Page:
It starts with a process of failure. There is the process of experimentation of trial and error. And whenever you see a success, political success or business success, I would always ask but where is the failure? Where are all the ideas that did not make it? Where are all the companies that didn’t make it? It is possible for a single business to be set up, have the right idea right from the start. Take Facebook. I wouldn’t particularly say that Mark Zuckerberg could only create Facebook because he had some failure first and learnt from it. The thesis I am making is for every Facebook there are a dozen or hundred attempts that don’t quite get it right. They don’t quite get the marketing right, they don’t quite get the technology right and they don’t quite get the timing right.
    Can you give us an example?
    Take the case of the IT industry. What did IT start with? It started with computers with vacuum tubes. When transistors replaced vacuum tubes as the basic elements of the computer, all the vacuum tube manufacturers went bust. And then you had transistors which were made by companies like Hughes, Transitron and PhilCo. You would have never heard about any of these companies. They were wiped out by integrated circuits, and the baton passed to Intel and Hitachi. These names are familiar. On the hardware side there was a complete wipe out of whole sectors if they weren’t able to keep up.
    And this is not unusual?
    Not at all! You can look at the early printing industry. Gutenberg who invented the moving type press went bankrupt. He printed the Gutenberg Bible, which is regarded as one of the most beautiful books in western civilization, and it bankrupted him.
    The basic point you make it that to tackle failure, more innovation and more trial and error are required. But you also say innovation has become slower, harder and costlier?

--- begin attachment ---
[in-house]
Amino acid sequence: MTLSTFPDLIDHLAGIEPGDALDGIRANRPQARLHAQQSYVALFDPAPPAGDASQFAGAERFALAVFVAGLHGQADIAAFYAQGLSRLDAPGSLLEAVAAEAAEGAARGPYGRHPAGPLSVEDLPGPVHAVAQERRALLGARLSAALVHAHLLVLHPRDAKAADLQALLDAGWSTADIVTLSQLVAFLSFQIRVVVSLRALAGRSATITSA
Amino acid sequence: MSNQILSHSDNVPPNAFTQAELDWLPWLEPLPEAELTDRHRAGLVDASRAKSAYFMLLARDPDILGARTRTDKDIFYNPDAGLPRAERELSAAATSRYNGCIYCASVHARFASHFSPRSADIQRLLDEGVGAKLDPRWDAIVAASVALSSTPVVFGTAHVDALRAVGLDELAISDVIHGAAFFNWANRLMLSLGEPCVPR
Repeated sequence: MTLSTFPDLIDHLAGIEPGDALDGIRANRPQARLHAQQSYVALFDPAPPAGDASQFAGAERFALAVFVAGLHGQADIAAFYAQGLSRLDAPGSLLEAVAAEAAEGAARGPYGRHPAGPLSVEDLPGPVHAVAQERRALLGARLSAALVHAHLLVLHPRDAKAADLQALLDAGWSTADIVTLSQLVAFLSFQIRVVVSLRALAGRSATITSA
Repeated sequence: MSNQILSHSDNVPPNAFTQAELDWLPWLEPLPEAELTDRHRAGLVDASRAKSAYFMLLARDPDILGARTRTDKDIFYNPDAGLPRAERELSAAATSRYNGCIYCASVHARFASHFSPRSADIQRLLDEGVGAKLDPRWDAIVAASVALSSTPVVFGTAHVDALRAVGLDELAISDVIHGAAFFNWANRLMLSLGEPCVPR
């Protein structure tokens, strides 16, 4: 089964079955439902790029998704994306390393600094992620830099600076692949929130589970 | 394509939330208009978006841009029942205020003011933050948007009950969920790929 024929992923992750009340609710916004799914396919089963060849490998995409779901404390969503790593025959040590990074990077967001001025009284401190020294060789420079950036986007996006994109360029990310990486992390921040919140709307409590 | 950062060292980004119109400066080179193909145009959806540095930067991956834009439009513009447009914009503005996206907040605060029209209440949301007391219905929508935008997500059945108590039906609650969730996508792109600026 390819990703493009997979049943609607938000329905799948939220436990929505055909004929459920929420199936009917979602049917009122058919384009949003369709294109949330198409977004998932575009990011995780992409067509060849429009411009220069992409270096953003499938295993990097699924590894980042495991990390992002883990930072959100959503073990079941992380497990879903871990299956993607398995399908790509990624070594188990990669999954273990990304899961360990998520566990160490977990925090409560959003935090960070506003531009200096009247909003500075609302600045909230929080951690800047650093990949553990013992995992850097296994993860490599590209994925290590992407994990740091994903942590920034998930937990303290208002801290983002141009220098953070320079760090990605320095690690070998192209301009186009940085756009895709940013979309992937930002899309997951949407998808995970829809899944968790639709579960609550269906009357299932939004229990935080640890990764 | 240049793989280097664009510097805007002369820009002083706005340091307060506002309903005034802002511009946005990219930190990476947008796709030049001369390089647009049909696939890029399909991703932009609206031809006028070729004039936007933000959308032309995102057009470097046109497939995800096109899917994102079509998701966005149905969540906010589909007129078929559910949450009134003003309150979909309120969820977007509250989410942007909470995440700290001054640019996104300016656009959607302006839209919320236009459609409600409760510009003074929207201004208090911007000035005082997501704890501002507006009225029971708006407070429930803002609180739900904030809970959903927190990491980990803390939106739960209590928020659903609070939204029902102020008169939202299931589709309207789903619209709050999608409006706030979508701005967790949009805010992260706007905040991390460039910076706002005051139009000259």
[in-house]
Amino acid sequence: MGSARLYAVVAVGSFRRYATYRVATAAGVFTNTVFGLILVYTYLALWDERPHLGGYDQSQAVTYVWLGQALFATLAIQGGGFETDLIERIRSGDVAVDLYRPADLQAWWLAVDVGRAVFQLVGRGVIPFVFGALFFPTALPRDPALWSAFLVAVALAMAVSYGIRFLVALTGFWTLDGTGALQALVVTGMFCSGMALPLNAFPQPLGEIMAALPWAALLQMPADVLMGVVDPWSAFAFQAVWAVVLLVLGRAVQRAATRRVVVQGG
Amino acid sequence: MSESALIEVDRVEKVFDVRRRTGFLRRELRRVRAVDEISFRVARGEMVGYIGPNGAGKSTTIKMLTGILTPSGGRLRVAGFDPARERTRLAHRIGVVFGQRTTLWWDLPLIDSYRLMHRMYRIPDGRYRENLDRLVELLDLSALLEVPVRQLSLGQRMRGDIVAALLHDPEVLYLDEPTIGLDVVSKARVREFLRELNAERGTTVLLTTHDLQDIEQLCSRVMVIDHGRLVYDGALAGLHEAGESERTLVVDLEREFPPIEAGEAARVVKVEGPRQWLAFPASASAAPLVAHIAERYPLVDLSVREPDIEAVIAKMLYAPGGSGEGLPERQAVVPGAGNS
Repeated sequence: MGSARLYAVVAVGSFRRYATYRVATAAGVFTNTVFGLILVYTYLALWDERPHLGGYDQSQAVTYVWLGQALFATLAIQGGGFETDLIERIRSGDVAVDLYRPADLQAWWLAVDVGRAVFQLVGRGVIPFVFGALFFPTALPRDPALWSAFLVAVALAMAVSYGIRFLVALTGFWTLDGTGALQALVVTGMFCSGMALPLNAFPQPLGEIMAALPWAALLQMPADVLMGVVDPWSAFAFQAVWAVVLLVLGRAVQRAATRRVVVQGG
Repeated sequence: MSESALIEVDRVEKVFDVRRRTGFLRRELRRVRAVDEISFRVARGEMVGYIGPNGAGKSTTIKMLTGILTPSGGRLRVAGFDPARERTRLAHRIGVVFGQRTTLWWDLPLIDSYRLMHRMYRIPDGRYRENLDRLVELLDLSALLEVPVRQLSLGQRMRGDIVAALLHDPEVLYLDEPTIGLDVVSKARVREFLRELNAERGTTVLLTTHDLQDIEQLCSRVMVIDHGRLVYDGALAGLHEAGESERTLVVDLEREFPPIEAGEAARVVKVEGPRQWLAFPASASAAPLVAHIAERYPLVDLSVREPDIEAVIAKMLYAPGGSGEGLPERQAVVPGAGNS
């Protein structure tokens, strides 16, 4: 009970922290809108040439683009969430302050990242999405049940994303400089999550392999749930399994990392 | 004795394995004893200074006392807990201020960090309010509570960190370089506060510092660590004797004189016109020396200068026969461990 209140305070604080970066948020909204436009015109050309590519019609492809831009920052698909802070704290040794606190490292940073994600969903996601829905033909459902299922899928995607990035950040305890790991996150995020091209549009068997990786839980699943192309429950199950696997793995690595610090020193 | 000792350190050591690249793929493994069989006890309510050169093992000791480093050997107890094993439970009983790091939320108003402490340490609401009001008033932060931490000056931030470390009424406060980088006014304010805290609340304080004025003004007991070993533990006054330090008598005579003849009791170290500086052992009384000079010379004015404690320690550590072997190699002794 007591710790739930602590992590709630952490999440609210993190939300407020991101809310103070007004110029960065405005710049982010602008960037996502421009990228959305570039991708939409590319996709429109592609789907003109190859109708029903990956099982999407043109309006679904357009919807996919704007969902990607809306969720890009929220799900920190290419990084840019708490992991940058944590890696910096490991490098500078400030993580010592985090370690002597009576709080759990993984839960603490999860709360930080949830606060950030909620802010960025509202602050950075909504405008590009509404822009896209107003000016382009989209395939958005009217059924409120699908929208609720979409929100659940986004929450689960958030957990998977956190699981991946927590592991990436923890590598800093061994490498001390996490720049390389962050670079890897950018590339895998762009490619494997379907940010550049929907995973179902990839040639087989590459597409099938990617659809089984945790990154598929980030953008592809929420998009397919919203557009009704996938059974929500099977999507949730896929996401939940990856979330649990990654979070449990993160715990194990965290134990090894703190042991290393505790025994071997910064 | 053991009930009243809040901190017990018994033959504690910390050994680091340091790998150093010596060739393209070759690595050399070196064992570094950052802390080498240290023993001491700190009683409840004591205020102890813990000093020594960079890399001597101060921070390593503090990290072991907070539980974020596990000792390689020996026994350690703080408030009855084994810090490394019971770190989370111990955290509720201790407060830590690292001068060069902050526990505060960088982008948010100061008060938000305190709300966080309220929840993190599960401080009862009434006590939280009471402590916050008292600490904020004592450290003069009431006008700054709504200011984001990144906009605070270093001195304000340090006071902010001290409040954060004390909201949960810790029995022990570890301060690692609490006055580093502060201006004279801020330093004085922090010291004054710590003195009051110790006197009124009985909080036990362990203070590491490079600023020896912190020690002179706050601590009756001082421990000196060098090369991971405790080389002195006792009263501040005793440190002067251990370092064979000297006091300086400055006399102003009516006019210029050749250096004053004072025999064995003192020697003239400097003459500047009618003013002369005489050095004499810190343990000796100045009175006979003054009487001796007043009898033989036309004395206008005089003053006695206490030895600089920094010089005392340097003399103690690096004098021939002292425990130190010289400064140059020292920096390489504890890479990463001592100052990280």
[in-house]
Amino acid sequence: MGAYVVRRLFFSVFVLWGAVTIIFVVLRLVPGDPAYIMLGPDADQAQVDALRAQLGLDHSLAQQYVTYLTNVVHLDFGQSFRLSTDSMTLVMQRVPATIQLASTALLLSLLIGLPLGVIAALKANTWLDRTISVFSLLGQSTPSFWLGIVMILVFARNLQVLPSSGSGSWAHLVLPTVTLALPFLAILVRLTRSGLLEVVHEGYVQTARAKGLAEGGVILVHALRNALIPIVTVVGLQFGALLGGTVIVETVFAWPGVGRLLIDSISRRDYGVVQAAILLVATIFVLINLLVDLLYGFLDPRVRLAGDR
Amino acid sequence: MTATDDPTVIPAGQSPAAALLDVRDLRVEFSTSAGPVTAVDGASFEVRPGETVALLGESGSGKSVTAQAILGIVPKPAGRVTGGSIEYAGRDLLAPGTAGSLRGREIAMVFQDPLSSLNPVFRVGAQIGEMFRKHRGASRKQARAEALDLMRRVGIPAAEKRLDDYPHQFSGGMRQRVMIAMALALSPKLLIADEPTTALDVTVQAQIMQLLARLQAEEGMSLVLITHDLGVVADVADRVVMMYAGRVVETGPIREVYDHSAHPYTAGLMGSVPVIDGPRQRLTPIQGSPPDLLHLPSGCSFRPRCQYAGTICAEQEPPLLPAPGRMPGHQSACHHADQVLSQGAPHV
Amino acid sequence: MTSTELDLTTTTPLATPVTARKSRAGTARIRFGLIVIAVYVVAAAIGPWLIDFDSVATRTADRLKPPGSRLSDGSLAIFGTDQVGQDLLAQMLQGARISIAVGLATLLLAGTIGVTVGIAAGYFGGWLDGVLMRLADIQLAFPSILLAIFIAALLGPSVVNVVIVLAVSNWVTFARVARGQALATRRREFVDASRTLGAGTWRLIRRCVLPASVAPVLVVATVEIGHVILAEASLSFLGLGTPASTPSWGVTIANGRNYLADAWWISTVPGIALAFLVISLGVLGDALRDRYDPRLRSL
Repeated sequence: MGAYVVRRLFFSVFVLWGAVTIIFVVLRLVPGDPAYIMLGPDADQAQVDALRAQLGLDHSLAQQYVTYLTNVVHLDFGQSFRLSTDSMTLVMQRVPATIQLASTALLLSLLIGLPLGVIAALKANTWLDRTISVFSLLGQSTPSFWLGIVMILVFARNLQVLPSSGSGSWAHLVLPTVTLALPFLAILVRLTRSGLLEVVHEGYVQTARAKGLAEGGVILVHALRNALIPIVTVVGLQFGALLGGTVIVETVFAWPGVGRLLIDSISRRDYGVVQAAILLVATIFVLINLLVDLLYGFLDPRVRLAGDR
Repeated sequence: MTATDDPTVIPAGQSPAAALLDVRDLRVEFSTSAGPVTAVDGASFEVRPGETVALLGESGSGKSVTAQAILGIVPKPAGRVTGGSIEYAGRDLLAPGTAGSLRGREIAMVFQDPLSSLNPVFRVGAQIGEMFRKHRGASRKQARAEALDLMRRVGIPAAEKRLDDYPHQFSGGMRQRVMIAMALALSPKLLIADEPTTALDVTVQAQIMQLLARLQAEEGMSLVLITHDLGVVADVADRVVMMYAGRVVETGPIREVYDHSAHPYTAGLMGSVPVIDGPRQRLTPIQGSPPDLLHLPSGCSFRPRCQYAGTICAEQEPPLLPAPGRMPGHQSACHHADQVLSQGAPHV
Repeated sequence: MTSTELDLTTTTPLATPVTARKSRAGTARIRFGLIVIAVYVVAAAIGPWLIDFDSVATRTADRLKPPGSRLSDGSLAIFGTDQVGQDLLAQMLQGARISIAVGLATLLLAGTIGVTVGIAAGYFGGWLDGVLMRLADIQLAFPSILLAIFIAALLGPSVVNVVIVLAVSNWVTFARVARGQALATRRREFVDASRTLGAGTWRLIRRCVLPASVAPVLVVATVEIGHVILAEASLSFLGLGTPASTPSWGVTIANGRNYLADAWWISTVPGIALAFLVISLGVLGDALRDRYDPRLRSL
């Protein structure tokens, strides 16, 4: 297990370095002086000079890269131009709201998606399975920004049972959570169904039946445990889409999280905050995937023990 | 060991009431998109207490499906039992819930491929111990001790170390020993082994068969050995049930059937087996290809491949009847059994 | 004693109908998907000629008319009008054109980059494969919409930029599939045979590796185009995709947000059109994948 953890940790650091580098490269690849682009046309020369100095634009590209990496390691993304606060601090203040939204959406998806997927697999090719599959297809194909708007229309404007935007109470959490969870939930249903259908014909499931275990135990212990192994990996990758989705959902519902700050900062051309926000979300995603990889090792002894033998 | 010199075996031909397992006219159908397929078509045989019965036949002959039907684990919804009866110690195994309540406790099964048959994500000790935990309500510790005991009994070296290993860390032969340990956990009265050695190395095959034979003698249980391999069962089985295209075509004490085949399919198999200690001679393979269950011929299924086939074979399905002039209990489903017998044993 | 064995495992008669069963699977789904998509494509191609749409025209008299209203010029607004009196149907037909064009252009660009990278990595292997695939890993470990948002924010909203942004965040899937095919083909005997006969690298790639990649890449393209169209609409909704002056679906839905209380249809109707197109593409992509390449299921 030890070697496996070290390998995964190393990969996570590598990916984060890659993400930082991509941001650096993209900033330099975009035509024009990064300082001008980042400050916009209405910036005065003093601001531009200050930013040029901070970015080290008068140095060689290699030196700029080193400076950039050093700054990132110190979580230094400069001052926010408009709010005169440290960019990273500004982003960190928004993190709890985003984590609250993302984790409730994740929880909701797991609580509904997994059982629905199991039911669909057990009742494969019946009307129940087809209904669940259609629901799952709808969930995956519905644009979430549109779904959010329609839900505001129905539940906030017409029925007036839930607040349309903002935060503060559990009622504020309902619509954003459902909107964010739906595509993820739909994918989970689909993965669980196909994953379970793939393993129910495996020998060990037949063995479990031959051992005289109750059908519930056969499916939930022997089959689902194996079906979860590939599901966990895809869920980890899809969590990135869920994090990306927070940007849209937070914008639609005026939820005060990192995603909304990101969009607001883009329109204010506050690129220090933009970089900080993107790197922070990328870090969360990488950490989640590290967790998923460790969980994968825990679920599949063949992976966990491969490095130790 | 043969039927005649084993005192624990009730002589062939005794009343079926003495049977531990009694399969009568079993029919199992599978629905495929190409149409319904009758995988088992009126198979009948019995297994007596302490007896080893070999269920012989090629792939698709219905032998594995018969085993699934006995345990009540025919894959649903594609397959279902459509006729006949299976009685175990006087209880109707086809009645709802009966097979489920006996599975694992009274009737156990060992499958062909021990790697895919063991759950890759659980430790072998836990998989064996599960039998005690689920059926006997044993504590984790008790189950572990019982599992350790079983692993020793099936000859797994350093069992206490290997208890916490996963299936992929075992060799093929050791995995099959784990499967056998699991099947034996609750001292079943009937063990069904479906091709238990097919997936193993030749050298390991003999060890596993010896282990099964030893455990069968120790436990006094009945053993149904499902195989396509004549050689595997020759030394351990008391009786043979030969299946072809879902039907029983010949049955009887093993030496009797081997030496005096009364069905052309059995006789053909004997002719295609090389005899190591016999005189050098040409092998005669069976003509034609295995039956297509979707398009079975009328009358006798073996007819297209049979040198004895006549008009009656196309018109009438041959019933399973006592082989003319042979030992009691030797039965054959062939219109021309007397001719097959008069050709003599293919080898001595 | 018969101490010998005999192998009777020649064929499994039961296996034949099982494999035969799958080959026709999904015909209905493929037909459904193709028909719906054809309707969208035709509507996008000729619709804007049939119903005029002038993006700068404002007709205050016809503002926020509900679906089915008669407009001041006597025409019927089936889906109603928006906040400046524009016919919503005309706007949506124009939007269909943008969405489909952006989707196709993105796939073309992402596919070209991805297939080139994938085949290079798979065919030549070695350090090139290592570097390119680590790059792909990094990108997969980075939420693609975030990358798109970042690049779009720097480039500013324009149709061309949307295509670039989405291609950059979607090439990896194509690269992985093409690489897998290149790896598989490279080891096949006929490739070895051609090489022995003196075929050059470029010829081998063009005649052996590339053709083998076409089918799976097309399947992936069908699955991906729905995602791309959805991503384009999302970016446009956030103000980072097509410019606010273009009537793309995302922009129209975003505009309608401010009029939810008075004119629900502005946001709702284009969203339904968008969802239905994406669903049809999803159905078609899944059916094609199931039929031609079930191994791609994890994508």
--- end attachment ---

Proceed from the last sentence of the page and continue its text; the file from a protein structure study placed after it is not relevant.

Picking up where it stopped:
It is a bit surprising when I say that because people say that we have these smart phones, computers, mobile phones, email etc. How can you say that there is no innovation? My answer is well, that’s true. But look at other parts of the economy. If I wanted to fly to India, I would probably fly on the Boeing 747. The 747 was a plane that was developed in the late 60s. The expectation of aviation experts is that the Boeing 747 will still be flying in 2030 and 2040 and that gives it a nearly 100 year life span for its design. That is pretty remarkable if you compare what was flying in 1930s, the propeller aeroplanes. In the 1920s they didn’t think that it was possible for planes to fly at over 200 miles an hour. There was this tremendous progress and then it seems to have slowed down. Look at medicine, look at drugs, antibiotics. Tremendous progress was made in antibiotics after 1945. But since 1980 it really slowed down. We haven’t had any major classes of antibiotics since then.
    But that’s just two examples...
    There is an economist called Benjamin Jones and what he has found is that patents today if you compare them with patents 20-30 years ago, have bigger teams and the teams are older. Also, there are more specialists. They have to focus more because they have to learn more to get to the frontier of knowledge and they have to get together in order to develop something new. That is an organisational problem. Previously if you just got some incentives, you could just invent stuff. Now that is not true, people don’t just invent stuff. They do that in certain fields, iPhone apps and in software, where it is easy to invent just all alone. But in most fields you are looking at a very big extensive process which is an organisational problem.
    Which means days of garage innovation are over?
    Modern innovation and modern scientific discoveries are big expensive team efforts. In the book I talk a lot about the Spitfire aeroplane, used extensively by the British air force in the Second World War during the Battle of Britain. Spitfire was basically a cheap, quick project. It took about seven years. Social development costs were about a million dollars or a bit more. Now if you want to develop a cutting edge fighter, you are talking about a 20 or 30 year multi-billion dollar project. Look at the computer games. Duke Nukem Forever, the computer game people thought would never come out; it is 11 years behind schedule. Computer games in the 1980s were equally popular, and one guy or two guys would knock up in a few weeks. The most popular computer game of 1984 was a game called Elite. It was so good that people would buy computers just to play this one game. It was designed by students during their summer vacation. It is unimaginable that you can get a modern computer game designed like that.